How the Golden State Warriors Achieved Unicorn Status

May 30, 2019, 1:37 PM UTC

Seven years ago, Golden State Warriors fans rained down boos on a visibly stunned majority owner Joe Lacob as he was delivering a speech during a jersey retirement ceremony for Warriors’ hall of fame sharpshooter Chris Mullin.

The seasoned venture capitalist and partner at Kleiner Perkins, renowned for his ruthless and successful investing in the tech mecca of Silicon Valley, felt the proverbial wrath after his team just traded away a then star player, Monta Ellis. It was a seminal moment as the loyal fans’ frustration of the Warriors not making the playoffs for the fifth straight season became tantamount. Eventually, it took another Warriors hall of fame shooter, Rick Barry, to chastise the fans, vowing that Lacob “is going to change this franchise.”

Did he ever. Now the Warriors, which resembles an aggressive late-stage tech startup, are attempting to become just the sixth NBA team ever to win three straight championships, and their fourth title in five years, as they take on the Toronto Raptors tonight in Game 1 of the NBA Finals.

And they’ve definitely achieved “Unicorn” status. Lacob and former Sony Pictures Entertainment Chairman Peter Guber bought the team for a then-record $450 million nearly nine years ago (reportedly outbidding Oracle CEO Larry Ellison). It’s now worth more than $3.5 billion.

The duo’s ability to execute has had “a profound effect” on the team’s value, buttressed by “the global reach and strength of the NBA, a powerful combo of developments,” said David Carter, executive director at the University of Southern California’s Sports Business Institute. The Warriors’ Silicon Valley influence on and off the court has also attracted star players Stephen Curry, Kevin Durant, and Andre Iguodala to invest in several startups. Which led us to wonder: Which tech giant do the Warriors resemble the most? While the Warriors did not respond to a request for comment, a few sports experts were game to offer their insights.

“I think I’d say Amazon in terms of how the Warriors have grown so fast into a juggernaut,” said Marcus Thompson II, a lead columnist for The Athletic, a digital national sports startup. Thompson, who has covered the Warriors for more than a decade and written two books featuring Curry and Durant, gave more thought to comparing the NBA champs to one of the world’s largest digital retailers.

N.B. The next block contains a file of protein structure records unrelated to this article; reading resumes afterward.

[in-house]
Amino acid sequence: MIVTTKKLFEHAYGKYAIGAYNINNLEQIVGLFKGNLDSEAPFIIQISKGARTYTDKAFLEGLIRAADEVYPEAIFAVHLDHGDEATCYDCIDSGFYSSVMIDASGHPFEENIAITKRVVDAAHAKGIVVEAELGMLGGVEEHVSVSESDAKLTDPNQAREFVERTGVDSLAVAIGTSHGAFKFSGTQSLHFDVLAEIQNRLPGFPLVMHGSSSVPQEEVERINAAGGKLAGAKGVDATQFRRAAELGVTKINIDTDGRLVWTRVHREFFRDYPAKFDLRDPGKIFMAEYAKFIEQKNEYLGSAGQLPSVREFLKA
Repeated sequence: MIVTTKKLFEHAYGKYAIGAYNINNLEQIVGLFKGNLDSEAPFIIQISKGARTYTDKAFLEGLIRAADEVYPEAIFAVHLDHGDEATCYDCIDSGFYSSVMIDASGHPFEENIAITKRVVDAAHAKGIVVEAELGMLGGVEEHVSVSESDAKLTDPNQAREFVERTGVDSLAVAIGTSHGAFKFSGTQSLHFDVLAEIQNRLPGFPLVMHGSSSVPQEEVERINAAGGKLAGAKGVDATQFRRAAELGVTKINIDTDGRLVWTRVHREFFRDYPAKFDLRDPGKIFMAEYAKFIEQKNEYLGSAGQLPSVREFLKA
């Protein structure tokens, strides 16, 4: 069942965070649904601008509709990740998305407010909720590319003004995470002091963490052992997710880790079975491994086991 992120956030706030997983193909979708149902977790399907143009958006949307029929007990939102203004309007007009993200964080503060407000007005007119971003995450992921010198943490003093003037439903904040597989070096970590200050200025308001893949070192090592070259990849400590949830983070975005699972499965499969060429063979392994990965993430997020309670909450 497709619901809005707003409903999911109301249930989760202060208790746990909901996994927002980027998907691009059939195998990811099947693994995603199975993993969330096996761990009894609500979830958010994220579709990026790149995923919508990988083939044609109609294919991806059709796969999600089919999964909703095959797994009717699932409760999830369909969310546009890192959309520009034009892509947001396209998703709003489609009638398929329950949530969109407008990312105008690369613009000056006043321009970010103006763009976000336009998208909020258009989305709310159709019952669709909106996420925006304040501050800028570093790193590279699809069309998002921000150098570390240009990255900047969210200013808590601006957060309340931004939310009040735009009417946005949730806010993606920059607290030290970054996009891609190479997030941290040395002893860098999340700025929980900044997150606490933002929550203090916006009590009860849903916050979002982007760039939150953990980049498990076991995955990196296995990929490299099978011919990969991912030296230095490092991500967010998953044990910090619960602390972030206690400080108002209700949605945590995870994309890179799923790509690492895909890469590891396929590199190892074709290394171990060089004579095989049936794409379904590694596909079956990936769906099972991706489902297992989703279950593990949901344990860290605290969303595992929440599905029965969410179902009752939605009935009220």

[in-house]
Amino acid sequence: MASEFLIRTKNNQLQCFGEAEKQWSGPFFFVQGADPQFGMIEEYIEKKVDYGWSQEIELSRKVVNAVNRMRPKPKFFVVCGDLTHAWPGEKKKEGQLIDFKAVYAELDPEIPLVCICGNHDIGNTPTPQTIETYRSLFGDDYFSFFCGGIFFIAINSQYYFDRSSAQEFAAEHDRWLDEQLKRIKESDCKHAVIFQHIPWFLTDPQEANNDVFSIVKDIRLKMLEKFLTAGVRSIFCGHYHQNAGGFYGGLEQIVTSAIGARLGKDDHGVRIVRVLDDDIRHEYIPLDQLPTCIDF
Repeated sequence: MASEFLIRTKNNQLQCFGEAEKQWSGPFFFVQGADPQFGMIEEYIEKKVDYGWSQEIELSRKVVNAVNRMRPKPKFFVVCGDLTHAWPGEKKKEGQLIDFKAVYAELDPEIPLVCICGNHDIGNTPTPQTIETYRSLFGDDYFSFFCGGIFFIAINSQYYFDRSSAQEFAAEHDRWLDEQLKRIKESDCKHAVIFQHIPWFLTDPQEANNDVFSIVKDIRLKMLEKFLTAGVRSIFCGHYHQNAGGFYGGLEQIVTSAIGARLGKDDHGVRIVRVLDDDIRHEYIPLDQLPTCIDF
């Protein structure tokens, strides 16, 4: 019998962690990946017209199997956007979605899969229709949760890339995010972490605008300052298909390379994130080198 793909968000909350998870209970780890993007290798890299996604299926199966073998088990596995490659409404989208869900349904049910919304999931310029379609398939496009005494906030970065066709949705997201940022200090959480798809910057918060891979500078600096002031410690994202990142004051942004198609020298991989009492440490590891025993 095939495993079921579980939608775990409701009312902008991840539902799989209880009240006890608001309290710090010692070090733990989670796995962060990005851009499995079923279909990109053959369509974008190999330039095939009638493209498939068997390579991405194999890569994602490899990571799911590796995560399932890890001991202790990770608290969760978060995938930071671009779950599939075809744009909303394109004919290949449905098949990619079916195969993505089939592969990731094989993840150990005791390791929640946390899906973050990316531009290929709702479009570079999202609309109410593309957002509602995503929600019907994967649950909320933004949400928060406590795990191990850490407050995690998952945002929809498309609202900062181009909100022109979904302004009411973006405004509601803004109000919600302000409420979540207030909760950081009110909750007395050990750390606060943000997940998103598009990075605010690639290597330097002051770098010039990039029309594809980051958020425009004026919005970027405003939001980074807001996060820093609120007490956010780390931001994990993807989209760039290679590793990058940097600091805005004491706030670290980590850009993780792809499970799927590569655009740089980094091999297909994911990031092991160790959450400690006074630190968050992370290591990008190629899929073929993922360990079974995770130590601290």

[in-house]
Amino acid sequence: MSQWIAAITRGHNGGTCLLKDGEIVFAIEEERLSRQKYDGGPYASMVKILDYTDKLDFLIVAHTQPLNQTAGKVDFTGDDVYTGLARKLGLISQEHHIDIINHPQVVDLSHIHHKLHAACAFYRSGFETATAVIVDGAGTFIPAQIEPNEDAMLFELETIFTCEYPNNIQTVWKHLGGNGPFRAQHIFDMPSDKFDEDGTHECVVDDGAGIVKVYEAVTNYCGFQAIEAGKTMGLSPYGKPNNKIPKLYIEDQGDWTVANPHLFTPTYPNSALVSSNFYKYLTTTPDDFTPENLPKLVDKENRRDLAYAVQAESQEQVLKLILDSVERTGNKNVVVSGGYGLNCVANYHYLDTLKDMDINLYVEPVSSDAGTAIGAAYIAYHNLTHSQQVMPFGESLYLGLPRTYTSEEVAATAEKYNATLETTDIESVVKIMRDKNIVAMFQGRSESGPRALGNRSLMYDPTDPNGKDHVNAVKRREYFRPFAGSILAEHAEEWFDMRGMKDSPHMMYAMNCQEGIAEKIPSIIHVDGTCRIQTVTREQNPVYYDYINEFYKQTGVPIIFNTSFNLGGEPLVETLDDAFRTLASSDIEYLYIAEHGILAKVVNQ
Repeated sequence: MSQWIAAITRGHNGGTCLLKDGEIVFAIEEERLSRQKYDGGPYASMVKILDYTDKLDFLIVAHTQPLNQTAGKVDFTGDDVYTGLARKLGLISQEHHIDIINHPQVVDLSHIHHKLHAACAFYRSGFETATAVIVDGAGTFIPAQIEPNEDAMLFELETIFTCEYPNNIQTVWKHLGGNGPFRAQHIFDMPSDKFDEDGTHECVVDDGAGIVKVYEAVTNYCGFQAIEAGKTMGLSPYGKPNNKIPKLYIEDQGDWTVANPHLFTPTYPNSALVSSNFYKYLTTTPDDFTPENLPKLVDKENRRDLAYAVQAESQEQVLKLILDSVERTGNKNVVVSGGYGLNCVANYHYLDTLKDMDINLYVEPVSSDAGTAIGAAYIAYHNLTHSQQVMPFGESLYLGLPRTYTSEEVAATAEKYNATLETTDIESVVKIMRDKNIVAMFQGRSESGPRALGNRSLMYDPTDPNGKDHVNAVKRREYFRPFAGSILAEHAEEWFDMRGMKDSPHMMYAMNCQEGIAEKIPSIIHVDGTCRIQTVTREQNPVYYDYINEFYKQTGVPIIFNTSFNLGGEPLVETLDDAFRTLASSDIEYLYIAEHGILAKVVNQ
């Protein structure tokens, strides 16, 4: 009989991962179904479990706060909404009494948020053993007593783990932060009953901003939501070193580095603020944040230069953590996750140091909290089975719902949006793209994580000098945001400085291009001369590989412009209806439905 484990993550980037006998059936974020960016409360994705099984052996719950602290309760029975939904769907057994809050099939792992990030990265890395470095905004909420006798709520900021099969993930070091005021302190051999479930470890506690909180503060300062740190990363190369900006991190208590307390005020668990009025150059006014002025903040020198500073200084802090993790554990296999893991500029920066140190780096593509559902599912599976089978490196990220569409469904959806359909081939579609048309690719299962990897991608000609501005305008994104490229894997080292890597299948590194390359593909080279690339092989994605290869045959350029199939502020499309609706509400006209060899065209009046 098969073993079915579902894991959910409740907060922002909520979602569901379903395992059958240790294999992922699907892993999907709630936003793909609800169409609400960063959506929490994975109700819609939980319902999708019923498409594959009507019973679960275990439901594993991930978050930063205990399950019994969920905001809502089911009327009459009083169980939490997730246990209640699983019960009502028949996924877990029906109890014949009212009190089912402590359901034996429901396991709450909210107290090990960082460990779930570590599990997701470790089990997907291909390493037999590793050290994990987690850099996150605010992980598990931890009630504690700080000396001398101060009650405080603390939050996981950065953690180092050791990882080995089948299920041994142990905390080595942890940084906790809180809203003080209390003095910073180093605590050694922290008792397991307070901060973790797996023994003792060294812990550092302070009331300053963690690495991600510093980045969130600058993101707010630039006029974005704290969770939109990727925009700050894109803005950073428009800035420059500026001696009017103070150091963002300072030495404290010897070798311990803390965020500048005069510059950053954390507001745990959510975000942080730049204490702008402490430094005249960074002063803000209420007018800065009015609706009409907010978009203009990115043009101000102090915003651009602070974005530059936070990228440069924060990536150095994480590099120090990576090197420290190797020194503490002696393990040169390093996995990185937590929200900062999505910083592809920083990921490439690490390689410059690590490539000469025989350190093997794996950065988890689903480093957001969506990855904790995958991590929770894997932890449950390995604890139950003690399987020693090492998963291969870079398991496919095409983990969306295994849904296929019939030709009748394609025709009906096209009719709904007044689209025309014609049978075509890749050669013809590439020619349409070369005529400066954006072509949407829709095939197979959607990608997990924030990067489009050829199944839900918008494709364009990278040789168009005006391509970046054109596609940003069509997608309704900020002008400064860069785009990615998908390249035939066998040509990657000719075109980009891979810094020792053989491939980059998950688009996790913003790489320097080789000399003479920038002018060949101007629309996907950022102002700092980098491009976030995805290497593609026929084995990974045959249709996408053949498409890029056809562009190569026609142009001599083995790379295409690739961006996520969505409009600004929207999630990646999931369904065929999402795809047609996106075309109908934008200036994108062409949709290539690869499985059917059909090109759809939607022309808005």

“Amazon is omnipresent for whatever you need because of Prime and the access to shopping, movies, and music,” Thompson said. “The Warriors are similar in that aspect because they also have variety; They can shoot you off the court with Curry, (guard) Klay Thompson and Durant and can clamp down on you on defense. They offer some of everything to dominate.”

Add the 2016 free agent signing of Durant, a perennial All-Star who has been the Finals MVP the past two seasons are comparable to “Amazon acquiring Whole Foods,” said Steve Gera, CEO of the Gains Group, a sports innovation consultancy firm that works with the likes of soccer powerhouse FC Barcelona and World Wrestling Entertainment (WWE).

Gera adds that the Warriors’ signing of former All-Star center DeMarcus Cousins this season is comparable to Amazon’s billion-dollar acquisition last year of Ring, the popular smart home company that makes those smart doorbells with built-in cameras and famously rejected on TV’s Shark Tank, or Amazon buying game streamer Twitch in 2014.

“The Warriors were smart to build a great base with Curry, Thompson, and (forward Draymond) Green, core players from their first championship team,” Gera said. “Since then, they’ve been diversifying their style with new ‘products’ like Durant and Cousins. They have consciously built a team like a company that can offer you multiple services on one platform.”

However, Brooks Melchior, owner of the site, believes Google and its “tinkering and refining” of tools might most resemble the Warriors’ mindset in terms of having a talented team where as many as 11 players could play at any point in a game.

“My read on Google is that it is constantly attempting to upgrade hardware and software and those efforts are being refined with user productivity in mind,” Melchior said. “Look at how Google Docs, Slides, and Tables are really game changers worldwide—and how Google is always looking to add more.”

Gera, who was a coach and scout for the NFL’s Cleveland Browns and San Diego Chargers, said the Warriors have arguably the best business plan in sports as partnerships with company sponsors like e-commerce site Rakuten and a new tech-enhanced arena in downtown San Francisco opening this fall.

The Athletic’s Thompson goes a step further about the team’s quest to be called a dynasty.

“They don’t care what the critics think,” he said. “They are trying to be number one and monopolize the game.”

Come to think of it, sounds like pretty much every tech giant we know.

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